Getting Over The PPC Startup Hurdle

Getting Over The PPC Startup Hurdle

I’ve been speaking to a few friends about the benefits of getting in to affiliate marketing, and it’s pretty hard for me to explain to them how I’ve managed to get to where I am. One of the biggest stumbling blocks for anybody looking to get in to PPC affiliate marketing is the initial startup investment.

There’s a reason millions upon millions of third world kids spend 14 hours a day scratching around on Digital Point for SEO advice. SEO is “free”. You can build a potentially vast empire of riches without spending a single penny of your own money.

For anybody who’s brand new to these terms, I’ll give a quick overview.

You can pretty much divide affiliate marketing in to two main categories; PPC and SEO.

SEO: Stands for Search Engine Optimization, it epitomizes the constant struggle between webmasters to get their sites ranked higher up in the search engine results. Being ranked higher means more traffic, and more traffic generally leads to more revenue. A good SEO expert will know how to build a website that’s compliant with the ten commandment bullshit that Google likes to boss the web with. He’ll also know how to get his site linked to on the web. Basically, the main purpose of SEO is to get traffic for free.

I spent four years doing this. I didn’t make much money but that was partly down to the fact that I find manual SEO work ball-numbingly boring. I could sit a donkey at my computer desk and I’m pretty sure I could have him practicing good SEO before some of these retards get their sites indexed. You might like it. It’s free and it’s a good place to start if you’re wanting to sample the affiliate marketing waters without blowing a fortune up the wall on Google advertising.

PPC: Stands for Pay-Per-Click. It is as it sounds. Instead of whittling away the hours trying to claw your way up the search engine results, you sign up to Google AdWords and buy exposure in the “Sponsored Links”. The obvious disadvantage of this is that you’re gonna have to pay some money to get some bang for your buck. How much you spend will vary dramatically depending on how competitive the search terms are that you’re bidding for.

I like PPC because it gets the job done quick. I really don’t have the time in my day to go begging other webmasters to link to me. You can whack an advert online in ten minutes and be seeing a profit within the hour. That is, of course, assuming you know what the hell you’re doing. Anybody who claims to be good at PPC should have a firm grasp of tracking (that is, watching closely to see what works and what doesn’t), and he or she should also have either creative sales writing skills or the know-how to outsource that shit to somebody who does.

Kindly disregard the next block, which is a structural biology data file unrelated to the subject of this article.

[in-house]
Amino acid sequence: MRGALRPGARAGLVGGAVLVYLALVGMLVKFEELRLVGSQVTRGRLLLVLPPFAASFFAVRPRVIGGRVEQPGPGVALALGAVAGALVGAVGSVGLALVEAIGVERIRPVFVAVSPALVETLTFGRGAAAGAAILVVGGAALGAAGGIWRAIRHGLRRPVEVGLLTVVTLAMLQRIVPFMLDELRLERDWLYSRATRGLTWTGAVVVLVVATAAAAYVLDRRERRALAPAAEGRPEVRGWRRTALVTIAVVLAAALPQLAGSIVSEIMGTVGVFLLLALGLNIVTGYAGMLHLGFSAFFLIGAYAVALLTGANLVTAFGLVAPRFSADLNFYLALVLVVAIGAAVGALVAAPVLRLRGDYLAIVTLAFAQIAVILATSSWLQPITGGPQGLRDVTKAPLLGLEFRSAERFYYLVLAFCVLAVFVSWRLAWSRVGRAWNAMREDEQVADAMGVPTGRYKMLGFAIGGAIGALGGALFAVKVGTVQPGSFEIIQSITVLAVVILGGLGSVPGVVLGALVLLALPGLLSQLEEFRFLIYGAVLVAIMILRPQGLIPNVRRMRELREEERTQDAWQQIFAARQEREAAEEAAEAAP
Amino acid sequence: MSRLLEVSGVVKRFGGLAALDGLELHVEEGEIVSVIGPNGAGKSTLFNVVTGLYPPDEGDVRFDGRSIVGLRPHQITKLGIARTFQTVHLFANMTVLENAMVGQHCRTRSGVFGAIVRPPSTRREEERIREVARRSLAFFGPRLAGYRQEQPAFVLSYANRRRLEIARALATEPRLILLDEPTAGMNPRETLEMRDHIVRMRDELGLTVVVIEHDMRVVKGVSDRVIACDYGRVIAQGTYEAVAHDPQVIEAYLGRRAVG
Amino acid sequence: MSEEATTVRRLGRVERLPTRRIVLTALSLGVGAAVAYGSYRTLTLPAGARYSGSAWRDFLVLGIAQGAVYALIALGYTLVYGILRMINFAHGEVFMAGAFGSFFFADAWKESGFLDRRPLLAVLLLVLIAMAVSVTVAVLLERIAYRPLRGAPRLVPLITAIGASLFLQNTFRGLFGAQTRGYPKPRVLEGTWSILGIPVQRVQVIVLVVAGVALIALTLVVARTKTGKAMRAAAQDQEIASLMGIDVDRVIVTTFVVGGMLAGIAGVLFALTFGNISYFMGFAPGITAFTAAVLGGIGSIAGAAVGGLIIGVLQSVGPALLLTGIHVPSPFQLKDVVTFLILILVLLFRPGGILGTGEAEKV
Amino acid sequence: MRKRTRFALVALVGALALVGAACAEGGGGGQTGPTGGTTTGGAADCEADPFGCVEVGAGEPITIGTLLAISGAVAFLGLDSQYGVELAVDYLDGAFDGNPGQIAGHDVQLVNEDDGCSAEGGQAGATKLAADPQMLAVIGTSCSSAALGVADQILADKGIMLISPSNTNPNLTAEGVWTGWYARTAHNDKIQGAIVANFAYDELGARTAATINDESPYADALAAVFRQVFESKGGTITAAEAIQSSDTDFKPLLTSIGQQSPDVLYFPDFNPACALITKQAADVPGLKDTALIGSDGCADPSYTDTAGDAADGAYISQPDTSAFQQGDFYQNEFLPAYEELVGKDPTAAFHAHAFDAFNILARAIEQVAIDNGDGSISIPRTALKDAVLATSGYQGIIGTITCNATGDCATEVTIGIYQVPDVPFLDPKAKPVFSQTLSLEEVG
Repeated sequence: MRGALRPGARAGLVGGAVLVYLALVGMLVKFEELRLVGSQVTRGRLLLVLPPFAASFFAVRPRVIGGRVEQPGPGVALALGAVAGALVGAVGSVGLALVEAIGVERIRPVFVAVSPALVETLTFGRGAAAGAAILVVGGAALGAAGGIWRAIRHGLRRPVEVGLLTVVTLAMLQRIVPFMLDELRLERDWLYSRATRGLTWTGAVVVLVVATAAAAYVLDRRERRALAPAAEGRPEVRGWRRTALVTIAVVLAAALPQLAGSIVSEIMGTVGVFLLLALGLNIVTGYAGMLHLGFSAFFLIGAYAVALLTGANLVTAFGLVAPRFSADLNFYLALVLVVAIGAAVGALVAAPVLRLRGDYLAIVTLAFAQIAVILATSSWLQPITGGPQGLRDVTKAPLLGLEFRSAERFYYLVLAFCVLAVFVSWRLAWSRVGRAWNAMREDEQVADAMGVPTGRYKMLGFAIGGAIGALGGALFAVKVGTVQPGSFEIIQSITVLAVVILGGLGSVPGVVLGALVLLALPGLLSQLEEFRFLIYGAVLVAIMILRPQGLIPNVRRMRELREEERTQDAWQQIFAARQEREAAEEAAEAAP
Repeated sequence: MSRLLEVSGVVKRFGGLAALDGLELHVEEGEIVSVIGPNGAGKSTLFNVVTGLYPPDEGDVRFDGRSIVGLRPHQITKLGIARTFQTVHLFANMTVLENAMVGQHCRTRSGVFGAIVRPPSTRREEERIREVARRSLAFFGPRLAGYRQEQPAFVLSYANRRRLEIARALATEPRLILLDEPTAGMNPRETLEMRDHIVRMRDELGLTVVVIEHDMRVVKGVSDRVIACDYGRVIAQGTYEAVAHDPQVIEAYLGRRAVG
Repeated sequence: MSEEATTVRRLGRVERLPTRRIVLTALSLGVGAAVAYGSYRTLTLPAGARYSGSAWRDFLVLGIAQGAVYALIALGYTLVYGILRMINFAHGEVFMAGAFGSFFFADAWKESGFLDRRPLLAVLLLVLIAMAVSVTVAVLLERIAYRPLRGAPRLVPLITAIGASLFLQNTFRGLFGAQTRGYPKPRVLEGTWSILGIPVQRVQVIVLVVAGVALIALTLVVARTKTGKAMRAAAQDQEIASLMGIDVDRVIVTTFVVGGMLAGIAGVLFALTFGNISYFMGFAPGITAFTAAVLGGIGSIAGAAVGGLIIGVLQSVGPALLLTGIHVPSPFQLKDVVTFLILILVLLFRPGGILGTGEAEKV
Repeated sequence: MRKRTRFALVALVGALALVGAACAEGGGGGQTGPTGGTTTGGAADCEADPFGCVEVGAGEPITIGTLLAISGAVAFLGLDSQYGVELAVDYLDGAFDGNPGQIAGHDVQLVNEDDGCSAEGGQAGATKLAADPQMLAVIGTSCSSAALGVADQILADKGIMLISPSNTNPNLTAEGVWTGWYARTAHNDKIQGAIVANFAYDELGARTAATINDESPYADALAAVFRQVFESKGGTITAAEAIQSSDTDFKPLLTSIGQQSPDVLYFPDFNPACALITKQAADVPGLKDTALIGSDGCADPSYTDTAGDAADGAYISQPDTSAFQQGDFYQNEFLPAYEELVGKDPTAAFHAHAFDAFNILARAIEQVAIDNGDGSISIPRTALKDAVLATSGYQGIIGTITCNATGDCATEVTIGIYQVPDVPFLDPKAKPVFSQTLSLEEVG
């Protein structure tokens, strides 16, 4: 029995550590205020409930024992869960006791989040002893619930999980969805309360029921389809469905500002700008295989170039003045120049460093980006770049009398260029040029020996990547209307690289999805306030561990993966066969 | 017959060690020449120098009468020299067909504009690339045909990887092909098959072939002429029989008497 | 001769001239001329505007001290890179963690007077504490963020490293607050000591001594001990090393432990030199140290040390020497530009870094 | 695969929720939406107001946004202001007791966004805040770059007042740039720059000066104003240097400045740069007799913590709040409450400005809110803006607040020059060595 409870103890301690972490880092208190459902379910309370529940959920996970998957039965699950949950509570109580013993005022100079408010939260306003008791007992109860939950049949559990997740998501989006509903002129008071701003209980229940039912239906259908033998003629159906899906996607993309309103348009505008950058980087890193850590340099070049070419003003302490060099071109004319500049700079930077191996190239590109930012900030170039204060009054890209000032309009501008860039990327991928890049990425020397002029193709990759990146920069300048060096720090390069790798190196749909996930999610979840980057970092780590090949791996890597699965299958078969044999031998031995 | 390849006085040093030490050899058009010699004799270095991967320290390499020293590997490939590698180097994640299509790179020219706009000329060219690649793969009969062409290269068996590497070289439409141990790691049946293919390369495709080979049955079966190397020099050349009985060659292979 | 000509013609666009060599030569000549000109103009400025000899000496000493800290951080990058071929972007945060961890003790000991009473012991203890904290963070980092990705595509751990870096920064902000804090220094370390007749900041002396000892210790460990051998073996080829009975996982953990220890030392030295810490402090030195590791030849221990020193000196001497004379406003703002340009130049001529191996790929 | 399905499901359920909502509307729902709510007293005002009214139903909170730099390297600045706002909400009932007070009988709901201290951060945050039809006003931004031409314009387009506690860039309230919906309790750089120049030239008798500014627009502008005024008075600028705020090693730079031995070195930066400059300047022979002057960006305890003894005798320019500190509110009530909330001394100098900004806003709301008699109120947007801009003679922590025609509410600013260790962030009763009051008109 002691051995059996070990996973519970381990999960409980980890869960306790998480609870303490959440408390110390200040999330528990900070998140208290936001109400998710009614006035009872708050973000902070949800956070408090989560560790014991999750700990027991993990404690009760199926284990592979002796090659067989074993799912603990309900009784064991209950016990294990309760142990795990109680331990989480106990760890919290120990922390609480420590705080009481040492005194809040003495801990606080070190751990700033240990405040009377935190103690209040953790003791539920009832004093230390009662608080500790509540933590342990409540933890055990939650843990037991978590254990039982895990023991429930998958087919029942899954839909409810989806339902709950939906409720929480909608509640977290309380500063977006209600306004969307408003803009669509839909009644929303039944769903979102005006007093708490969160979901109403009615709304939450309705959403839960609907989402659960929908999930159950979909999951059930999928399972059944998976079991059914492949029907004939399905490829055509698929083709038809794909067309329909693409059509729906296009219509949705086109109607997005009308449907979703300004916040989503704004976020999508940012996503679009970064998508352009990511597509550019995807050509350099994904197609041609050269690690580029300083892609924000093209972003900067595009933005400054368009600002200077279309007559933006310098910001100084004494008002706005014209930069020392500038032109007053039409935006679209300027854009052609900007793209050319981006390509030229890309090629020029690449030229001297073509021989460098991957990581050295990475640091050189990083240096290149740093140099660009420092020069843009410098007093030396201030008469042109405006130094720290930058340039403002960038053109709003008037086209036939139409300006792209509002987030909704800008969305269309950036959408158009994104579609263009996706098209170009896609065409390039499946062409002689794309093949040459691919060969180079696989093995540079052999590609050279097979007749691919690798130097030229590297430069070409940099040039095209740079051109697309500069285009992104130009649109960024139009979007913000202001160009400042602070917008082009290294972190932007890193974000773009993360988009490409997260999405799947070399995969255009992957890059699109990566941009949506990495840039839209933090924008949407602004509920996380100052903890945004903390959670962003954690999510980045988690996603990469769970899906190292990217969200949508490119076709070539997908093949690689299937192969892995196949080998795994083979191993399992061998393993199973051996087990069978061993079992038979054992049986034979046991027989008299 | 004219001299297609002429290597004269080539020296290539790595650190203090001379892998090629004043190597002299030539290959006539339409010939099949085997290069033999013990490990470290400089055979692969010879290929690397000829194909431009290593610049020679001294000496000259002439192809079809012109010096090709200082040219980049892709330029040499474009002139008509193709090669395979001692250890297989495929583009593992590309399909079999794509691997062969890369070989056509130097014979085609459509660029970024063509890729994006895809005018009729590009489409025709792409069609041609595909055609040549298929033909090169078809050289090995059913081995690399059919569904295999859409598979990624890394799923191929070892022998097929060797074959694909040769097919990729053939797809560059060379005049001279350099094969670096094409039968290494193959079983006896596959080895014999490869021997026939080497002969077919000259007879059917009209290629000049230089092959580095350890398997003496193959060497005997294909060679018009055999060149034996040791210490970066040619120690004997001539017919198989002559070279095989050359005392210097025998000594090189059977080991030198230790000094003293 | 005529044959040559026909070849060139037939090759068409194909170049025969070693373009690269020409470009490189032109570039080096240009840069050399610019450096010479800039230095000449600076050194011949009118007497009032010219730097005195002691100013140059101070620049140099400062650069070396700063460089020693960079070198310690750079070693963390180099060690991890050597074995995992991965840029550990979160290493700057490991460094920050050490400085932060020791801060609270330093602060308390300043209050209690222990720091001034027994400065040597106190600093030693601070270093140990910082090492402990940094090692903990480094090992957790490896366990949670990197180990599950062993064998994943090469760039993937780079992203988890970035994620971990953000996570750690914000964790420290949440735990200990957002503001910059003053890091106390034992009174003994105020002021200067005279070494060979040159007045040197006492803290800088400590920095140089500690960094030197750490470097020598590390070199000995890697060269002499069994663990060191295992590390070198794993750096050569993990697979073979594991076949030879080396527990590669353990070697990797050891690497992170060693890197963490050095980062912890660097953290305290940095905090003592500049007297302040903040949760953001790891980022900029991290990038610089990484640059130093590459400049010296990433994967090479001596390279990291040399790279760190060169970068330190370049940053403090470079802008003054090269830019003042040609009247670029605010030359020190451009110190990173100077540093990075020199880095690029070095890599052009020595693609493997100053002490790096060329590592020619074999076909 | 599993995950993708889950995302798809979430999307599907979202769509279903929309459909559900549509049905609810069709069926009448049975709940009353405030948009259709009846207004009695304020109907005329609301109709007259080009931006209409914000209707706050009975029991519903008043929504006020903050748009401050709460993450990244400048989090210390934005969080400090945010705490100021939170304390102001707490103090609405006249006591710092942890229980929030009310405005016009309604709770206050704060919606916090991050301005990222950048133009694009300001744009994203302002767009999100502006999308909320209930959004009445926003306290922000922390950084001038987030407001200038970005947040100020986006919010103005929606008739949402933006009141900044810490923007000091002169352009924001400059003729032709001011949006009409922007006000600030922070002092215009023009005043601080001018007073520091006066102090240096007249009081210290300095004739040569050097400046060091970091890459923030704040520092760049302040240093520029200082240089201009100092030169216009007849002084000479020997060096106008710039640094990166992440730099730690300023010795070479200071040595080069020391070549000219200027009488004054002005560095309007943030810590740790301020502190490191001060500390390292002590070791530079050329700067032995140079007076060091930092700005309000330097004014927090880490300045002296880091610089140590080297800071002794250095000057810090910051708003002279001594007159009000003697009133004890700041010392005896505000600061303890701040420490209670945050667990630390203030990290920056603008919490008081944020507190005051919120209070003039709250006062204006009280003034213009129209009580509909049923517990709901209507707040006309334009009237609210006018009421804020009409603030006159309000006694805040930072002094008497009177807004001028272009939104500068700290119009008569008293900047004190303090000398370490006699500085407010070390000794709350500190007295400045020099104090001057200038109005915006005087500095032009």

When somebody asks me how they can get in to affiliate marketing and be successful, I generally tell them to go and read about PPC. But the trouble with paying for your web traffic is that 95% of us are going to need to see a return on that investment pretty quickly to be able to maintain the cashflow.

I’m at the point now where it’s routine for me to spend a few hundred dollars a day on a single campaign. You try telling your mates that they only need to pay Google $500 a day to be able to give up their day jobs and they’ll probably laugh in your face. The fact that it takes about 5 to 6 weeks in the time that you start affiliate marketing until the time that you get the first pay cheque and you’re looking at a cashflow problem which can cause quite a few headaches.

If you’re lucky enough to be sitting there with $5000 in the bank, congratulations, you’ve got a better starting block than the large majority of us had. I started my Google AdWords campaigns on free vouchers. It took me about $350 worth of AdWords freebies to be able to nail my first $1000 in revenue. That revenue was 100% profit seeing how the voucher money was never mine. I waited for my cheque and then I invested all of it, every last penny, in to campaigns that I knew were profitable.